The new head coach at Sunderland Football Club may have raised a few eyebrows with his controversial political views, but his presence is unlikely to have a detrimental effect on the city’s tourism.
The majority of the Sunderland fans ‘forgave’ Paolo Di Canio for his political views as soon as the final whistle blew in the 3-0 defeat over arch rivals Newcastle, and attendance figures are unlikely to suffer due to the man at the helm.
As with North East neighbours Newcastle and Middlesbrough, football is something of a religion in Sunderland, with results to a large extent determining the mood of the town for the coming week. This in turn affects the economy, with attendances of away fans also boosting the city’s fortunes.
A study by Marketing Manchester found that Manchester United and City combined generated a phenomenal £330m a year for Greater Manchester’s economy due to supporters spending money on food, accommodation and sightseeing/tourism, not to mention shopping when they visit a town for a match.
And while Sunderland is not on the scale of Manchester, the football stadium is the epicentre of the town – all roads lead, almost literally, to the Stadium of Light.
And it’s not just the football fans affected by the fortunes of the club – The Stadium of Light has established itself as one of the hottest music venues in the country with artists such as Take That, Bruce Springsteen and Rihanna all choosing to include it in their tours.
This year’s North East Live will follow Bon Jovi and Rihanna and the line-up reads like a who’s who of pop with JLS, The Wanted, Rita Ora, Little Mix, Lawson, Conor Maynard, Stooshe, Union J, Amelia Lily, James Arthur, The Vamps confirmed.
And this is big business for the city, with a capacity of 49,000 (seated) and tickets starting at £25 each North East Live is set to be the biggest concert in the North East.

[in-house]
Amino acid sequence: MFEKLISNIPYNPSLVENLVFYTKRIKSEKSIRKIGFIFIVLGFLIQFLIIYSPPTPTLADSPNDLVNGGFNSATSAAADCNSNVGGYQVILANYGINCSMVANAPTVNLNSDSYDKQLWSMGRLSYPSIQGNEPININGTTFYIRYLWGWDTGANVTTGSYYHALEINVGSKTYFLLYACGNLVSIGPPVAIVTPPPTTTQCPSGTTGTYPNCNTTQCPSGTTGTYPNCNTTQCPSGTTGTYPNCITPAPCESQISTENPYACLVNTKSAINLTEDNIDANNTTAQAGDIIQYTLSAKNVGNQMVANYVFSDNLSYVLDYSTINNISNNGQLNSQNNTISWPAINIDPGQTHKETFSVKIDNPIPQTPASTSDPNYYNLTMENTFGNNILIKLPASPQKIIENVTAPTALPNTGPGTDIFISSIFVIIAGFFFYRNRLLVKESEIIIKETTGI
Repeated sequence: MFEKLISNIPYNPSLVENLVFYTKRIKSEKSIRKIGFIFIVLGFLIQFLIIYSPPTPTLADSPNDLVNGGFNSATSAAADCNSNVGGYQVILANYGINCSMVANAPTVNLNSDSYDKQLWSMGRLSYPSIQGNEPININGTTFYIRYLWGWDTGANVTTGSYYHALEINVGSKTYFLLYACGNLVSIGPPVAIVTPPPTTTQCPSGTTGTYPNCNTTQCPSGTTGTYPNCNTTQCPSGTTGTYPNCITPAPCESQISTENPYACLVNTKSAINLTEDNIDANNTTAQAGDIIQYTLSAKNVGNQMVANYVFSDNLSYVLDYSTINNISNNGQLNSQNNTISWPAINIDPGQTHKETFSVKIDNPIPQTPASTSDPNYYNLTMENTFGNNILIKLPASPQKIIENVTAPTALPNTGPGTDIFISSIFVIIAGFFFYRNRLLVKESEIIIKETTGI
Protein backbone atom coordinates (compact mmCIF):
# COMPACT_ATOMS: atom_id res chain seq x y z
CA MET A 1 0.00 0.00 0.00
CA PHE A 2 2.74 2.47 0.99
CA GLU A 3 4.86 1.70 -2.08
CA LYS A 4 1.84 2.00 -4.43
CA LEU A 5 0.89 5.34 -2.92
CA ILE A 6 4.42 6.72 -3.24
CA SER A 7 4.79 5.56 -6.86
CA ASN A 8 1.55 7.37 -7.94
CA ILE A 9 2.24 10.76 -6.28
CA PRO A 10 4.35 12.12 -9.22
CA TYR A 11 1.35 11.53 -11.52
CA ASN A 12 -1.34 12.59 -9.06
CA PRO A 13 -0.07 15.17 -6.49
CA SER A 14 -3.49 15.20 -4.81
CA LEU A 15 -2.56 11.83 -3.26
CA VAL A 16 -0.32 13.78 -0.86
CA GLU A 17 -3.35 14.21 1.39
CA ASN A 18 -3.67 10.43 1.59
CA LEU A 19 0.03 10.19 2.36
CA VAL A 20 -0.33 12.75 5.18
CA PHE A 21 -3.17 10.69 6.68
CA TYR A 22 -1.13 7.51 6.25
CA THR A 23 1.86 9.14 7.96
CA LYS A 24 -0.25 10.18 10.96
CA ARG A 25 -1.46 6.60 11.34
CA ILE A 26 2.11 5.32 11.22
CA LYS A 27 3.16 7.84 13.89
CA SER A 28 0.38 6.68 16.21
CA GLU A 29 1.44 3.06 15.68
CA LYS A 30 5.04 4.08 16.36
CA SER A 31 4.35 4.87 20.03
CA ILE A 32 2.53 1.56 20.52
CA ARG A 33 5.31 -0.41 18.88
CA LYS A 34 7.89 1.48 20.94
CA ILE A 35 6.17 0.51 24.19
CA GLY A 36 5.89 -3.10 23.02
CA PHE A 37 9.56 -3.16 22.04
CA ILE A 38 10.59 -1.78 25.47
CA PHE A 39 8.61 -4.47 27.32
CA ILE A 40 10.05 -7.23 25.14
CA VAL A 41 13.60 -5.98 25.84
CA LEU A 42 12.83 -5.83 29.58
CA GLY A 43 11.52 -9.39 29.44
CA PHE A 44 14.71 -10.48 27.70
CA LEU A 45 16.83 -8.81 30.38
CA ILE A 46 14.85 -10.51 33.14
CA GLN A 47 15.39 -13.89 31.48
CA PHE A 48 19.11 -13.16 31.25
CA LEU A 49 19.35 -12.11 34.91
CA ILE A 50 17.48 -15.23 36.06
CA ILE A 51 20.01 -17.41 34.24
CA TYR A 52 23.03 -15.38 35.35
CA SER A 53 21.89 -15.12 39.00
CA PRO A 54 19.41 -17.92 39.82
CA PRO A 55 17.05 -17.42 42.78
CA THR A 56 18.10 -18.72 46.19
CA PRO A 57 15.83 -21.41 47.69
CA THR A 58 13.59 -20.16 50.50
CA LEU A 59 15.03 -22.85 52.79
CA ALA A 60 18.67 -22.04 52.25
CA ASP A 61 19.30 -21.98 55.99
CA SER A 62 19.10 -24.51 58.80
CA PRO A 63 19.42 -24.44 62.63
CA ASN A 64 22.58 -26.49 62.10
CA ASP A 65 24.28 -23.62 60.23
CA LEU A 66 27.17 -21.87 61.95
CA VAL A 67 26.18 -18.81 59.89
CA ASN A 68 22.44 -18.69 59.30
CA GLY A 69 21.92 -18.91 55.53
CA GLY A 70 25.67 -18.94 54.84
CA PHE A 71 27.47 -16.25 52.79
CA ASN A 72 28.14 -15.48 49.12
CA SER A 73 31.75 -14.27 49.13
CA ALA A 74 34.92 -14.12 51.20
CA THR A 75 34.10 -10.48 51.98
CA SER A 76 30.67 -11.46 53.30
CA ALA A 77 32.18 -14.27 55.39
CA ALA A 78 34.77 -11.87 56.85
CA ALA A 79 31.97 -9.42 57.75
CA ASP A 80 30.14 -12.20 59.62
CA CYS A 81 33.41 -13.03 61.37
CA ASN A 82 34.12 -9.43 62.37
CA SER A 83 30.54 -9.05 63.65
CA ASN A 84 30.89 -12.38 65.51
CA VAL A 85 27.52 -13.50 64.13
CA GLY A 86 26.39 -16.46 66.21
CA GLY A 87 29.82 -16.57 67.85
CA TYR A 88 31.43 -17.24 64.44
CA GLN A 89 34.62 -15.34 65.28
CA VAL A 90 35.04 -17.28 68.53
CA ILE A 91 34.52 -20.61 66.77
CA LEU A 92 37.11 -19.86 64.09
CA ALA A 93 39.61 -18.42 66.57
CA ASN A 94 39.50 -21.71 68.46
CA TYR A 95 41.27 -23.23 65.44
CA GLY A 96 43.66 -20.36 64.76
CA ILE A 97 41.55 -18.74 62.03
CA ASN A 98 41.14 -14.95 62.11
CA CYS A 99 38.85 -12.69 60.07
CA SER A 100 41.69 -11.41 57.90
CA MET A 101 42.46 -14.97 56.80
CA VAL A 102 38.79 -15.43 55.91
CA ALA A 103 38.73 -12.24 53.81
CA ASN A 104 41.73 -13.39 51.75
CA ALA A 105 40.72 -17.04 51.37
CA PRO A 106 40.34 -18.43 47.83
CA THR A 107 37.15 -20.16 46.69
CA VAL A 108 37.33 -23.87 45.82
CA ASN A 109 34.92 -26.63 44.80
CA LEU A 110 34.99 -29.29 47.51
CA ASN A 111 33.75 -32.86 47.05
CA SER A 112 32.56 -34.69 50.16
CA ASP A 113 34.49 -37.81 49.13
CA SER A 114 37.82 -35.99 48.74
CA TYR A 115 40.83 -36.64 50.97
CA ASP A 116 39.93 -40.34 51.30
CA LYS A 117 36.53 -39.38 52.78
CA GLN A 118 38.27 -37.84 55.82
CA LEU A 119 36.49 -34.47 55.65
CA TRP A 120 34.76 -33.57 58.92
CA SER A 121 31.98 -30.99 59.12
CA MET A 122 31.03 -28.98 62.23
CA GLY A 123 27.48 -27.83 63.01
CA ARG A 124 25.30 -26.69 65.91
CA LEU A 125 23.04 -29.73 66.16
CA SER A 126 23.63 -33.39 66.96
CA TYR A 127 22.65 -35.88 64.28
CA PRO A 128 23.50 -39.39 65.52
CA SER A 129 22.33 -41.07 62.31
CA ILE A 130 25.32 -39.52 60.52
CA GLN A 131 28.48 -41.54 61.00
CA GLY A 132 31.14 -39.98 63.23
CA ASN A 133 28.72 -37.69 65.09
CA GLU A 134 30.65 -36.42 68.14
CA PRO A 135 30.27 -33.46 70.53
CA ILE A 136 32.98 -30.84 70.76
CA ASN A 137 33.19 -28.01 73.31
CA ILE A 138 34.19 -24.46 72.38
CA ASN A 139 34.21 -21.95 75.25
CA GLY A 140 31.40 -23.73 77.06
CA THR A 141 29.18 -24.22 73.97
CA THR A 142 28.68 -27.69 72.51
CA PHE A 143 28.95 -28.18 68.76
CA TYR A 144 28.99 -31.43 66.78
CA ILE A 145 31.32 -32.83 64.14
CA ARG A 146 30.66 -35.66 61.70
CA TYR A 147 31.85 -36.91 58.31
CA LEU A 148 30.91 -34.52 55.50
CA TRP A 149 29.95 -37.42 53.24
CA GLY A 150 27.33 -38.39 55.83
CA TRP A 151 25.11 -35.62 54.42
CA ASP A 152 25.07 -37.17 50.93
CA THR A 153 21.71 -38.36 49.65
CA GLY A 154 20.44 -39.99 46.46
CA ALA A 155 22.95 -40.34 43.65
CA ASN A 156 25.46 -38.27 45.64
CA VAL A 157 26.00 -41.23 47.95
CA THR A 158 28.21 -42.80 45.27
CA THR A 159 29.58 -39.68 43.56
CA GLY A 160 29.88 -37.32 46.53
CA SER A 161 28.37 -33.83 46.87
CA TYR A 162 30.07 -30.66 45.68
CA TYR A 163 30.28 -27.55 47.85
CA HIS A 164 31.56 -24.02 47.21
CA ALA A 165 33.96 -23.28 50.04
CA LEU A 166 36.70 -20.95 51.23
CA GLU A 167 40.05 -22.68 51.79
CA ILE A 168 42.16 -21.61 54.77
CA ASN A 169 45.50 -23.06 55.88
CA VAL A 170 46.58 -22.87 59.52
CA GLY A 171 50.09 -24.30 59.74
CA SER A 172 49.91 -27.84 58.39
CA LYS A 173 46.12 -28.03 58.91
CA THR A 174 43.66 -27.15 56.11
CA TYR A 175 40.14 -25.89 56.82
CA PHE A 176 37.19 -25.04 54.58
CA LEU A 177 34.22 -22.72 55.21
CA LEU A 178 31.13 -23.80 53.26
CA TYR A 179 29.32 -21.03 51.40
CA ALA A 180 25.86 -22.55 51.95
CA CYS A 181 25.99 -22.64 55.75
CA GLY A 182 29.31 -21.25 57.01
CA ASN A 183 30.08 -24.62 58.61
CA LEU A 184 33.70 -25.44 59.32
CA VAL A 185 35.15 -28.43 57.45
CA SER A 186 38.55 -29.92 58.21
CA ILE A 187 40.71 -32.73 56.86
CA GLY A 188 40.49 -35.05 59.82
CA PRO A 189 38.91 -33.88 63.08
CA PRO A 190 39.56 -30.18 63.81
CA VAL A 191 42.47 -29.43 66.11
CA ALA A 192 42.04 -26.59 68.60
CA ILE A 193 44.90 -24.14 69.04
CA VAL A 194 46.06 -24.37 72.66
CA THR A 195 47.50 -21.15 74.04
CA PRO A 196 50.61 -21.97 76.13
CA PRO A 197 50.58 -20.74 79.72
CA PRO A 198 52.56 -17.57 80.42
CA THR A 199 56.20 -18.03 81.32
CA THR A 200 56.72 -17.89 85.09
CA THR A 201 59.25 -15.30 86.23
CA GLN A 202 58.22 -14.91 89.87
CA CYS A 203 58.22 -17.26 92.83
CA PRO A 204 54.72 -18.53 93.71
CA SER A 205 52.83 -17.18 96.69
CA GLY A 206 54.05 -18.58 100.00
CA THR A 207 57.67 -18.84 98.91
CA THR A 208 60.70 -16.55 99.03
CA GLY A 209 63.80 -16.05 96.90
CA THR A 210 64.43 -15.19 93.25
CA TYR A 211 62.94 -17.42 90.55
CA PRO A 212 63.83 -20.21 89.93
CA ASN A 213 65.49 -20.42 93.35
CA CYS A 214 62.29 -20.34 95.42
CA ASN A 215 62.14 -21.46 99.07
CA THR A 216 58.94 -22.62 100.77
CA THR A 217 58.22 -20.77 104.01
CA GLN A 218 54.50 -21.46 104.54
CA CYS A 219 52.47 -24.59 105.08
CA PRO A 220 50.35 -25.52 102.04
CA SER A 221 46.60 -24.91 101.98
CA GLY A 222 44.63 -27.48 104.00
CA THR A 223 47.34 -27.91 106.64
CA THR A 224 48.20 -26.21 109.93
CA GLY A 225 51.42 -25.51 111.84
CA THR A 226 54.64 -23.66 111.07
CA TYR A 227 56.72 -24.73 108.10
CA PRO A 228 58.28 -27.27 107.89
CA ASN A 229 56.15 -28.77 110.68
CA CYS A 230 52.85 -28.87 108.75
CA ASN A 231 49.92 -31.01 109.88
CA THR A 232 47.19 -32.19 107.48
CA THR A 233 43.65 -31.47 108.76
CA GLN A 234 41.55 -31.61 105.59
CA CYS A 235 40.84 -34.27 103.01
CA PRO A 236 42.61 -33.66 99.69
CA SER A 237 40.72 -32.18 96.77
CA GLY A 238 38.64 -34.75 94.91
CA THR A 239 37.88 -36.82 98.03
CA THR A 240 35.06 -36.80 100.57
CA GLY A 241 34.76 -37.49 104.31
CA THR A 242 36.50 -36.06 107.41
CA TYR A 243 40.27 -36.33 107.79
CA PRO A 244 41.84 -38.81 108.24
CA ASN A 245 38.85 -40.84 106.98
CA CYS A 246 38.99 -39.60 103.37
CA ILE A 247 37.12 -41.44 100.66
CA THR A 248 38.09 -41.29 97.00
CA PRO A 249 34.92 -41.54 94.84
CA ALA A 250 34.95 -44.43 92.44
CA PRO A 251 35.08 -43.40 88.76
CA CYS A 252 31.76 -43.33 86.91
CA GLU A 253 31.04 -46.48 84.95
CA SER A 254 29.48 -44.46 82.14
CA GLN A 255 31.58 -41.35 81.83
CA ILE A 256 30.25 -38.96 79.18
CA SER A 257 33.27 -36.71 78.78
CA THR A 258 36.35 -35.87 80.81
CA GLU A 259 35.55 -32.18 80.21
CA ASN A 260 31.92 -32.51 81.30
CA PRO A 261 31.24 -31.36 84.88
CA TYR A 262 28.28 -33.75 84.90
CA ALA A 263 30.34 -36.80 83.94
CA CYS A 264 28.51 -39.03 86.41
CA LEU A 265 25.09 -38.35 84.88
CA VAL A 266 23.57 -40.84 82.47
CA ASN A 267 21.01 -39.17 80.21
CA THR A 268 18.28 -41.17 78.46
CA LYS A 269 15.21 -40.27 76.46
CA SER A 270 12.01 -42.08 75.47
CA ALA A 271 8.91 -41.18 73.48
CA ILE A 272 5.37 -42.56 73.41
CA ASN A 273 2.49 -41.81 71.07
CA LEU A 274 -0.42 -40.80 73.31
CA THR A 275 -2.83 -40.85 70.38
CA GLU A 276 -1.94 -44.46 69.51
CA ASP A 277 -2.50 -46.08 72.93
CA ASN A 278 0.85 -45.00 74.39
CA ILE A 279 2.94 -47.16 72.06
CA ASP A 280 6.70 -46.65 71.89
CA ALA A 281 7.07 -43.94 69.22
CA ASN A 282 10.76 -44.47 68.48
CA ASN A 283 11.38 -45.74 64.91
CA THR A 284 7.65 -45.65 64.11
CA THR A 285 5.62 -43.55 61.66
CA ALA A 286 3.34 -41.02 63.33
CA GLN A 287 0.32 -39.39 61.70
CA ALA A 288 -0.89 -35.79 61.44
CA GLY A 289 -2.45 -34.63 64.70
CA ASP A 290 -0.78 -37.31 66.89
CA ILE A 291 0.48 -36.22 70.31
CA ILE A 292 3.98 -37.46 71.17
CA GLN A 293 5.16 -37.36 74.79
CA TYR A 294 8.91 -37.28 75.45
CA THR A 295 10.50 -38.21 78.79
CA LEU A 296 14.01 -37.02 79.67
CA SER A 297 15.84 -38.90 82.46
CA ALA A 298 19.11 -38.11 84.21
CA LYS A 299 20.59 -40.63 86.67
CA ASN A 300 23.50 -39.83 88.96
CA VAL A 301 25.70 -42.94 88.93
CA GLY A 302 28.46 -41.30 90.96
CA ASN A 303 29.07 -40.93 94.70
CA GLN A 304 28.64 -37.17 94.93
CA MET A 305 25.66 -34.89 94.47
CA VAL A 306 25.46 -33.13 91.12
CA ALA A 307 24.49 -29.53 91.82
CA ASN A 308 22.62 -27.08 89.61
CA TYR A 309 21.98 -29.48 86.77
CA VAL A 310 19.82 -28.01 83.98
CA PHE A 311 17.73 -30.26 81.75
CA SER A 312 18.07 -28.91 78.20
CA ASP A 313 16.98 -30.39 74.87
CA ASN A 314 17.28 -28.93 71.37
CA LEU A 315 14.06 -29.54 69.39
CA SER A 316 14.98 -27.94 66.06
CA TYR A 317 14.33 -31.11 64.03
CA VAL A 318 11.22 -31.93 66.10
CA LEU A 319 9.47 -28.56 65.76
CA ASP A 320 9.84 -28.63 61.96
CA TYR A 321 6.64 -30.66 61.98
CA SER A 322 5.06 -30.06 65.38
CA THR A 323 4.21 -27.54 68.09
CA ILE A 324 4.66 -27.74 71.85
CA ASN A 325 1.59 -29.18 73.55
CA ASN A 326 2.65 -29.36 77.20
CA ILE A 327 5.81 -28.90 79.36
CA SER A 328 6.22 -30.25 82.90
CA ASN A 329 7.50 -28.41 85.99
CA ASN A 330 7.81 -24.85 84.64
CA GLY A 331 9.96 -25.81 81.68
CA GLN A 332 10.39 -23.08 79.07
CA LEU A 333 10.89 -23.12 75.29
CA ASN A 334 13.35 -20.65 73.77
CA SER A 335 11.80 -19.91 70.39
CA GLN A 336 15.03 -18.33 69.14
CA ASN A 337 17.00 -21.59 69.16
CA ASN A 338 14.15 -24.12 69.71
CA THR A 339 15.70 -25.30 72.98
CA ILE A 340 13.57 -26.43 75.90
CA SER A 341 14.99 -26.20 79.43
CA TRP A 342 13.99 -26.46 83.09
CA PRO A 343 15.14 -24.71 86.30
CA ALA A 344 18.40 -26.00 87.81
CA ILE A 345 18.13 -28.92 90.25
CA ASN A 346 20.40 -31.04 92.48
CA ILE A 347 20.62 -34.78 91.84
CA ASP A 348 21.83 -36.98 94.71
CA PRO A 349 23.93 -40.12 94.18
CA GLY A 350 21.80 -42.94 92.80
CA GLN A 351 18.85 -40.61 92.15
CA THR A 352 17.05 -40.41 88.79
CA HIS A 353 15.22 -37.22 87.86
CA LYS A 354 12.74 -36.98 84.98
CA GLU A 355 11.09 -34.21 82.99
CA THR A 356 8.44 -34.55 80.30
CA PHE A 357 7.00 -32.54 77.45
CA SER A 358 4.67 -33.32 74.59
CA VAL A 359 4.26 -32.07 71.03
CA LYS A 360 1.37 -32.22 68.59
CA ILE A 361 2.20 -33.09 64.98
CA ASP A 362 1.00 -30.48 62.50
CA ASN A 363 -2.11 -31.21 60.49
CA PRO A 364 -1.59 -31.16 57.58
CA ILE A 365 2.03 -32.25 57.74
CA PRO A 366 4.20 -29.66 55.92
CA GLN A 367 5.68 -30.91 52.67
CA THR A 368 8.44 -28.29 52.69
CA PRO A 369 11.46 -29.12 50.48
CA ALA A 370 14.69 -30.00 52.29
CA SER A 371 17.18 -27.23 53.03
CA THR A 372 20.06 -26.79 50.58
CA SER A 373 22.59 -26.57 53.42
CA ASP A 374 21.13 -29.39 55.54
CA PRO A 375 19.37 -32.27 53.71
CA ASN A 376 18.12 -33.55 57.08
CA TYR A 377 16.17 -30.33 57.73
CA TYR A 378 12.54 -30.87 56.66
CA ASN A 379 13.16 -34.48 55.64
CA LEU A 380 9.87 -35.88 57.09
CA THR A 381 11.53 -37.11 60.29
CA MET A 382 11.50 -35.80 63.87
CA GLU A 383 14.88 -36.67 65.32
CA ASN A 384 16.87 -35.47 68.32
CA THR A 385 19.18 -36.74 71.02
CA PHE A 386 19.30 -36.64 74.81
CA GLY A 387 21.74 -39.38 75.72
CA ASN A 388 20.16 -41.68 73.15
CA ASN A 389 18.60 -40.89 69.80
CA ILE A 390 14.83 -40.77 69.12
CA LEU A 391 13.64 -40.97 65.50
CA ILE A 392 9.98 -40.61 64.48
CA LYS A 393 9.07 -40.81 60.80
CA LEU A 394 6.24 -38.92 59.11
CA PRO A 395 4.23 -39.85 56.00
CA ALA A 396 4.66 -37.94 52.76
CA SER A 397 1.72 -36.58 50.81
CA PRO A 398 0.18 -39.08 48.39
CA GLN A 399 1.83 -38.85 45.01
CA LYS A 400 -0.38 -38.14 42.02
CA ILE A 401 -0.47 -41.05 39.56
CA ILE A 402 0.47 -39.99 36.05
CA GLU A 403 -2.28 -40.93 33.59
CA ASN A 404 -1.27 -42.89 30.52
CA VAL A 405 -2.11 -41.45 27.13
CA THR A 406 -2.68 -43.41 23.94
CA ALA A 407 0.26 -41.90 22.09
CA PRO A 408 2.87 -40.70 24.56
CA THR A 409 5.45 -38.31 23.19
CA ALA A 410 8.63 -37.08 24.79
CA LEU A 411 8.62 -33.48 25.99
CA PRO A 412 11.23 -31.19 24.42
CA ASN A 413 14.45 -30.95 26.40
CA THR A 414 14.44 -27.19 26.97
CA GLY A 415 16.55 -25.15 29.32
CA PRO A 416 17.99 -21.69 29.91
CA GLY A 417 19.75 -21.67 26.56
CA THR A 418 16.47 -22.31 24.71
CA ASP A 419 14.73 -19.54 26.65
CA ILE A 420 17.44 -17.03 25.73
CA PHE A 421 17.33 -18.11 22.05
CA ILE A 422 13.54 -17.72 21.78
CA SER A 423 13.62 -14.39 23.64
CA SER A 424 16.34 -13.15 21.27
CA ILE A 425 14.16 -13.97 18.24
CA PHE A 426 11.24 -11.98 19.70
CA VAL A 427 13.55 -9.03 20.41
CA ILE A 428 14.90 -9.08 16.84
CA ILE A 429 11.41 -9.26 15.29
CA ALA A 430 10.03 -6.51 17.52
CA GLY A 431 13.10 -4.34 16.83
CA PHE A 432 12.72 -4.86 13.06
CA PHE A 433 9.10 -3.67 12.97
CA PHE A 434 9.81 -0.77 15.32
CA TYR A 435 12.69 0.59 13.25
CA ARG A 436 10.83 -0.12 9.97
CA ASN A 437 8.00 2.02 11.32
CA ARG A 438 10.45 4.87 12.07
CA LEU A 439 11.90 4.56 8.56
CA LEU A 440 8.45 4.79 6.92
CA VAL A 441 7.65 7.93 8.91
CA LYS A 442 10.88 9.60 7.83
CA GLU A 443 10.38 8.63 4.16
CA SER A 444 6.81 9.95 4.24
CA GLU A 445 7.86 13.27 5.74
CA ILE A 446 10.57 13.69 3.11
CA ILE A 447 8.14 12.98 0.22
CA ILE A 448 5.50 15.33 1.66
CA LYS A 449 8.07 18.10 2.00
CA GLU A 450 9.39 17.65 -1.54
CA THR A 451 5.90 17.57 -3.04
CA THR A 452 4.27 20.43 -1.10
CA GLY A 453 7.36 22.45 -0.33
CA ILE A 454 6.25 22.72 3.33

Officially honoured at the Enjoy England Awards for Excellence as the North of England’s finest commercial tourism venue, the Stadium of Light is also a thriving hub for business, conference and hospitality events.
The club also has ‘The Foundation of Light’ an organisation established in 2001 by former club Chairman Sir Bob Murray CBE which uses the influence of the club and the power of football to make a positive impact on the community. Running a broad range of award-winning programmes, the Foundation includes more than 100 professional teachers, health workers, football coaches, family learning officers, youth workers and support staff and reaches Sunderland, South Tyneside and County Durham. SAFC is woven into the fabric of the town through education systems, community organisations and business.
And the club is now being used to promote the city of Sunderland worldwide, with a new partnership with Invest in Africa extending to football, business and the community aspects of the club – while drawing attention to accusations of racism towards Di Canio.
Di Canio and Sunderland have handled this PR nightmare with aplomb and found the best way to silence many of the critics by beating Newcastle.
It may be that employing Di Canio, however unpalatable his political beliefs, and dealing with the press that goes with him is a ‘necessary evil’ both for the club and Sunderland itself.
The Sunderland fans think they’ve found their man, and as long as he continues to produce results on the pitch the town will prosper.